The leader of the Israeli Labor Party, Avi Gabbay, has rejected the need to evacuate West Bank settlements in the context of a peace deal with the Palestinians.
Gabbay made the remarks in an interview with Israel’s Channel 2. Asked whether settlements like Eli and Ofra – colonies deep in the occupied West Bank – would have to be removed, Gabby replied:
If you make a peace deal, solutions can be found that do not necessitate evacuations.
“I think the dynamic or the terminology that we have become accustomed to, that if you make a peace deal you evacuate, is not actually true.”
The comments by Gabbay, whose party is the largest opposition party in the Knesset as part of the Zionist Camp faction, came a day after the Labor leader had vowed disproportionate military action, stating that “the Arabs have to be afraid of us”.
“You can’t be a compromiser on security,” Gabbay told a party gathering in Dimona. “You can’t say, ‘Fine, I understand, fine, they only fired one missile.’ There is no such thing. They fire one missile – you fire 20. That’s all they understand in the Middle East.”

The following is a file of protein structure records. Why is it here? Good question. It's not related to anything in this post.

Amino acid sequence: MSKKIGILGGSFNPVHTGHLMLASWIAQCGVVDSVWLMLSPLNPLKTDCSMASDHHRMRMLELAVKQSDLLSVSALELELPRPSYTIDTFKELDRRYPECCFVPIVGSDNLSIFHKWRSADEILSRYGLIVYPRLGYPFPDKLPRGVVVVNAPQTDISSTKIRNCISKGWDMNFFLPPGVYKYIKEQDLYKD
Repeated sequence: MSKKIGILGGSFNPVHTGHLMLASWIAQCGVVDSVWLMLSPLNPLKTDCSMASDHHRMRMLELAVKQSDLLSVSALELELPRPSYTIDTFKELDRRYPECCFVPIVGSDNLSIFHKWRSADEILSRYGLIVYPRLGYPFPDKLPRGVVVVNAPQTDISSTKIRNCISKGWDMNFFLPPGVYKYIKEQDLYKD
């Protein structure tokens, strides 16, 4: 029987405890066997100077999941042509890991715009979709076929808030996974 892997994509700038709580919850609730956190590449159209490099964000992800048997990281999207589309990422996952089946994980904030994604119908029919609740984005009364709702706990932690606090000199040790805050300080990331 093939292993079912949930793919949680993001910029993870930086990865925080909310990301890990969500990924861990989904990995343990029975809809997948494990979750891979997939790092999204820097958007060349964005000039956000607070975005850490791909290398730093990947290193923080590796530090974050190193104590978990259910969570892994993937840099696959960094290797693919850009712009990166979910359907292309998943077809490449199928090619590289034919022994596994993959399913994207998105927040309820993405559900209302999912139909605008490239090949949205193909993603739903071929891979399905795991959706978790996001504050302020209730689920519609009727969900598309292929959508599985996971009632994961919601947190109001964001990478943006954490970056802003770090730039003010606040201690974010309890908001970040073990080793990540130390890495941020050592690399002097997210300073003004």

On Saturday, meanwhile, the Israeli Labor party leader said he would never enter into coalition with the Joint List, a Knesset faction dominated by parties representing Palestinian citizens of Israel.
“We will not share a government with the Joint List, period,” Gabbay said. “Let that be clear.” He continued: “You see their behaviour. I don’t see any [connection] between us that would allow us to be part of a government with them.”
On the other hand, Gabbay “didn’t reject the possibility of being part of a governing coalition alongside Kulanu, Yisrael Beiteinu and the ultra-Orthodox parties”, and specifically singled out Yair Lapid’s Yesh Atid as a likely coalition partner.
Gabbay’s remarks on settlements prompted criticism from some members of the Zionist Camp, including Tzipi Livni, but also some statements of support from within the Labor Party.
Gabbay subsequently sought to clarify his remarks, telling a private WhatsApp group: “I stand behind what I said, but not behind the headline and the framing of my words.” He added that he remains committed to a “two-state solution” but believes “now is not the time to draw the borders of future negotiations and the recipe for the solution of the conflict.”